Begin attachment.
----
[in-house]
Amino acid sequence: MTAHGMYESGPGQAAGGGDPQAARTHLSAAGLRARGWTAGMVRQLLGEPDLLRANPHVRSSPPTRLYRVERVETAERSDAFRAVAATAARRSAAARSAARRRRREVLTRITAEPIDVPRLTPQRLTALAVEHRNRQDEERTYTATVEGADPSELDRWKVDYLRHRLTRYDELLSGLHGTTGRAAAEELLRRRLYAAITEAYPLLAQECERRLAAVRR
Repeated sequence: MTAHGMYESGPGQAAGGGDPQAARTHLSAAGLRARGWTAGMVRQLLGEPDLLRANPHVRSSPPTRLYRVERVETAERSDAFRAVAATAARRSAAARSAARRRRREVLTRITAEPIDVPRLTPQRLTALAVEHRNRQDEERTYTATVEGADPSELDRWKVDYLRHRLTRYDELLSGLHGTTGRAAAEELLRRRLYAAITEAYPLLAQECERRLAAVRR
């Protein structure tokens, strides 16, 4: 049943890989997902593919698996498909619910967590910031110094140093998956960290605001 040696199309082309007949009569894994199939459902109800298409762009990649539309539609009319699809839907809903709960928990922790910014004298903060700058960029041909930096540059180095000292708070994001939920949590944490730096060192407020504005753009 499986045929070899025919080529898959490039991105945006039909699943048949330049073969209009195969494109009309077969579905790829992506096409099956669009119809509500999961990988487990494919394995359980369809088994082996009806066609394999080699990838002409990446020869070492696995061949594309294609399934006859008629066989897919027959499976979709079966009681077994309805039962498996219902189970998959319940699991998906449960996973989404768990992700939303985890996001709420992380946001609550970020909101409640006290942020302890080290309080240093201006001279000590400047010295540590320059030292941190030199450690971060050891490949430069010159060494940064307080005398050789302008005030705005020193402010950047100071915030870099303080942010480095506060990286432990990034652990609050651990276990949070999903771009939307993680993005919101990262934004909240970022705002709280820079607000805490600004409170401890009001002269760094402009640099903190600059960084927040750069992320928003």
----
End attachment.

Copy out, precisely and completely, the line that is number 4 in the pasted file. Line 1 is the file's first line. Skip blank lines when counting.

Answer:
């Protein structure tokens, strides 16, 4: 049943890989997902593919698996498909619910967590910031110094140093998956960290605001 040696199309082309007949009569894994199939459902109800298409762009990649539309539609009319699809839907809903709960928990922790910014004298903060700058960029041909930096540059180095000292708070994001939920949590944490730096060192407020504005753009 499986045929070899025919080529898959490039991105945006039909699943048949330049073969209009195969494109009309077969579905790829992506096409099956669009119809509500999961990988487990494919394995359980369809088994082996009806066609394999080699990838002409990446020869070492696995061949594309294609399934006859008629066989897919027959499976979709079966009681077994309805039962498996219902189970998959319940699991998906449960996973989404768990992700939303985890996001709420992380946001609550970020909101409640006290942020302890080290309080240093201006001279000590400047010295540590320059030292941190030199450690971060050891490949430069010159060494940064307080005398050789302008005030705005020193402010950047100071915030870099303080942010480095506060990286432990990034652990609050651990276990949070999903771009939307993680993005919101990262934004909240970022705002709280820079607000805490600004409170401890009001002269760094402009640099903190600059960084927040750069992320928003």